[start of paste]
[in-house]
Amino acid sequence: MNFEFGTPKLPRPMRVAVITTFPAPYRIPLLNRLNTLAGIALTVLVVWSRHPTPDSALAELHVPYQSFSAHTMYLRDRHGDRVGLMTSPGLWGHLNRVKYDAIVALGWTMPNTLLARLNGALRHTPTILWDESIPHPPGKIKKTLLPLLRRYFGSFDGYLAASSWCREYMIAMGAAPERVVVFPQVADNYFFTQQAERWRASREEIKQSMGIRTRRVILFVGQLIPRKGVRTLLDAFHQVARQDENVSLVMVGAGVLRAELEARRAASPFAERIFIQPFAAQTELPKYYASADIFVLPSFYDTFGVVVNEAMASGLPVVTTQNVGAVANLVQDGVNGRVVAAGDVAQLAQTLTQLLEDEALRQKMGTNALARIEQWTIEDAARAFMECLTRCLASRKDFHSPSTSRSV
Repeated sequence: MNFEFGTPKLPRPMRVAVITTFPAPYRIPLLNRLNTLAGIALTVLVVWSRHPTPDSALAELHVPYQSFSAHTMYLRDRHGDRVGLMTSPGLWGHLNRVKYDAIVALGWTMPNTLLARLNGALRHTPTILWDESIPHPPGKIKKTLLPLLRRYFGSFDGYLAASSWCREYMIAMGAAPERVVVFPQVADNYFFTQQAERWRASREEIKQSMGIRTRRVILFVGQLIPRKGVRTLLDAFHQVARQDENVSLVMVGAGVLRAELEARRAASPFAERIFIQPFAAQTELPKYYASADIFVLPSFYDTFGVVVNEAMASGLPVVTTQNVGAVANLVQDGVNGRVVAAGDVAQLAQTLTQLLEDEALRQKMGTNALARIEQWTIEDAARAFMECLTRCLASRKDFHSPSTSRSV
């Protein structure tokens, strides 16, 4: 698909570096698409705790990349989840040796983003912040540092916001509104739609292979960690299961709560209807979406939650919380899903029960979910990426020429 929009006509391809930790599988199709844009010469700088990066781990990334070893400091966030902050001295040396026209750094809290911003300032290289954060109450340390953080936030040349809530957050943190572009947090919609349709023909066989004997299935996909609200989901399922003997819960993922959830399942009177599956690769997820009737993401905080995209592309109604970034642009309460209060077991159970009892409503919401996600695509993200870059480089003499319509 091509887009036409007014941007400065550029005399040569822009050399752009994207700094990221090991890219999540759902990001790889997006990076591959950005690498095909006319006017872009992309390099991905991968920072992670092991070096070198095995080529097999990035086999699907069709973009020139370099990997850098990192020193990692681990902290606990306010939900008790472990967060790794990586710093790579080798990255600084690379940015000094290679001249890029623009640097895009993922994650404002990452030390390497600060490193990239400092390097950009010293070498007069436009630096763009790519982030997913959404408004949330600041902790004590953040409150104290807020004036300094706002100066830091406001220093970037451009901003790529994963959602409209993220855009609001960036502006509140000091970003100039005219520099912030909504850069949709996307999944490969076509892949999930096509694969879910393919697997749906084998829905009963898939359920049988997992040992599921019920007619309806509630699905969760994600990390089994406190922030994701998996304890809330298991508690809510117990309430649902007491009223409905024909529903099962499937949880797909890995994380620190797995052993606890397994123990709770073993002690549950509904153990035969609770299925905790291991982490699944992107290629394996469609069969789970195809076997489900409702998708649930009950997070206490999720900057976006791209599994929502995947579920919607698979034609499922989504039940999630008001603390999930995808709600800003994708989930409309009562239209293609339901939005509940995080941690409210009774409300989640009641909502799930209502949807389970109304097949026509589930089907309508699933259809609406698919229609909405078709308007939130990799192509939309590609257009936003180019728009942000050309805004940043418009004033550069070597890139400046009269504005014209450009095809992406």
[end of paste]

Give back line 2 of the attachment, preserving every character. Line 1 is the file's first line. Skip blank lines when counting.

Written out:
Amino acid sequence: MNFEFGTPKLPRPMRVAVITTFPAPYRIPLLNRLNTLAGIALTVLVVWSRHPTPDSALAELHVPYQSFSAHTMYLRDRHGDRVGLMTSPGLWGHLNRVKYDAIVALGWTMPNTLLARLNGALRHTPTILWDESIPHPPGKIKKTLLPLLRRYFGSFDGYLAASSWCREYMIAMGAAPERVVVFPQVADNYFFTQQAERWRASREEIKQSMGIRTRRVILFVGQLIPRKGVRTLLDAFHQVARQDENVSLVMVGAGVLRAELEARRAASPFAERIFIQPFAAQTELPKYYASADIFVLPSFYDTFGVVVNEAMASGLPVVTTQNVGAVANLVQDGVNGRVVAAGDVAQLAQTLTQLLEDEALRQKMGTNALARIEQWTIEDAARAFMECLTRCLASRKDFHSPSTSRSV